A sense of success: John Osher
What do Hasbro, Gerber, and Proctor & Gamble have in common? They all bought businesses started by John Osher. Toys, baby products, and the bestselling SpinBrush toothbrush are only some of the concepts that Osher has launched into successful ventures. He's been starting businesses since the age of eight, and believes he possesses a unique worldview-just as a comedian sees humor in the everyday, Osher sees opportunity.
People have caught on, and now Osher is surrounded by great ideas-aspiring inventors send him their plans and he mentors student teams. However, Osher is quick to point out that it's the opportunity that matters, not the idea. There are tons of good ideas, Osher says, that shouldn't be pursued.
Osher has developed a long list of criteria to distinguish a worthwhile opportunity, but the essence is captured in three points: (1) there must be a need which will be satisfied; (2) there must be a way to satisfy the need; and (3) there must be a way to communicate the product's value.
These three criteria guided him in the development of the SpinBrush.
According to Osher, the electronic toothbrush was a superior innovation, but one that only rich people could afford; he realized there was a need for an inexpensive version for ordinary consumers. But such an innovation would only be accepted if it could sell for just a few dollars more than a manual brush, and there had to be an easy way to connect the product with customers. After his design team came up with a model that could retail for five dollars or less, they developed "try me" packaging, enabling shoppers to observe the spinning action in the store. The product took off, and the two separate elements were crucial in that success: if the cost had been higher, or expensive advertising was needed to promote it, Osher is convinced that the opportunity would have been lost.
Along with an idea, an entrepreneur must have guts and skills (and a skilled team) to execute it. According to Osher, people driven to start new ventures are born with a personality that makes them inclined to say, "I'm going to do it, and lead, and find a way." They are natural leaders who organize others and garner the resources to make things happen. However, it's ultimately not drive that matters the most. Osher believes that a flawed product, rather than poor execution, is the demise of most failed businesses. Paradoxically, one can make mistakes only if the idea is truly feasible.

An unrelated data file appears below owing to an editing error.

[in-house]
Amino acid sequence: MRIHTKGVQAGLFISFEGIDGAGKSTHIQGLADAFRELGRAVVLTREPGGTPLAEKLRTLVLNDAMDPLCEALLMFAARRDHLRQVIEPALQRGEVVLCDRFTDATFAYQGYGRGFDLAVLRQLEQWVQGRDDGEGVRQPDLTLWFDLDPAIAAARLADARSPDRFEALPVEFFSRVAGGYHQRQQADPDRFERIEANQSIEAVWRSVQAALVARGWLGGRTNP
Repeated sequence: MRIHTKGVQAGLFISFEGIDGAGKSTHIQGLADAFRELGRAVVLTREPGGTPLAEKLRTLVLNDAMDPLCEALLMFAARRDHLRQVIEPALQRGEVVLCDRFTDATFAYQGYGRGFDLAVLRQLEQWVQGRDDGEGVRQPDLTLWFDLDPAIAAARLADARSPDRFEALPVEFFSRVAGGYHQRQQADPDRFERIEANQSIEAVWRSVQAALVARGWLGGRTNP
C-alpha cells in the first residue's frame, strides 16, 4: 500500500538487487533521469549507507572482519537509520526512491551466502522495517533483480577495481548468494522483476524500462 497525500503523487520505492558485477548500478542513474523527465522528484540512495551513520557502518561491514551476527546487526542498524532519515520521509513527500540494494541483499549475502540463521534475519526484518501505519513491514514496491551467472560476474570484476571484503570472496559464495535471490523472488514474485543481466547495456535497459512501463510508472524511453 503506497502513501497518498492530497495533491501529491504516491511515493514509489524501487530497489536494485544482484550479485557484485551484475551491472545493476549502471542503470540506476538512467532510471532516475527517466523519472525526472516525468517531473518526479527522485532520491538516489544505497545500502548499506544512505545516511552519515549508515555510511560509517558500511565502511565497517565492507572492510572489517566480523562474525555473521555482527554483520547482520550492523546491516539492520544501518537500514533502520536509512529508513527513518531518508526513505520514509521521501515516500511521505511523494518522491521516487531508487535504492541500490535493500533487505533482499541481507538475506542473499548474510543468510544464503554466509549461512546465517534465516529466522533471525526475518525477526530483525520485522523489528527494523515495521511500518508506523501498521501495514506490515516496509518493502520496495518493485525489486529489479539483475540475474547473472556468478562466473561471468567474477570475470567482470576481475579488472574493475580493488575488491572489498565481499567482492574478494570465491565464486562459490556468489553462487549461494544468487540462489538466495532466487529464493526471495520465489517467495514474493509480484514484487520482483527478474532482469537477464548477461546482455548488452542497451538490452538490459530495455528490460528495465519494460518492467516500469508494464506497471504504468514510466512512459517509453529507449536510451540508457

This notion of viability is the pinnacle of Osher's product development philosophy. Too often, inventors rush to commercialize an idea. More time and energy should be focused on understanding the market and adapting the product until it is a perfect fit. This process involves examining current products and testing the atmosphere in the industry and the retail environment. The inventor must be open to criticism and be willing to continually shift and make changes in response to better information.
Although Osher has sold many of his businesses, he doesn't focus on creating good acquisition targets. His advice is to build value. "Don't build a one-shot wonder product. A valuable business will have a good product, a proprietary position, and will be profitable, with staying products. Once this is achieved, the owner can choose how to proceed." If the choice is to sell, Osher advises to "do your homework to find the right match." In the case of SpinBrush, Osher examined the industry and discovered that Crest, one of Proctor & Gamble's most prominent brands, had fallen behind its competitor, Colgate. This made SpinBrush a good strategic fit for P&G, who paid handsomely for the opportunity to revive its brand with the popular product.
The SpinBrush journey was unique for Osher because it was almost flawless. His experience makes him an expert in business creation; but he expects future ventures will run less smoothly. Despite that reality, you can look for Osher's next product on the shelf soon...when the opportunity is just right.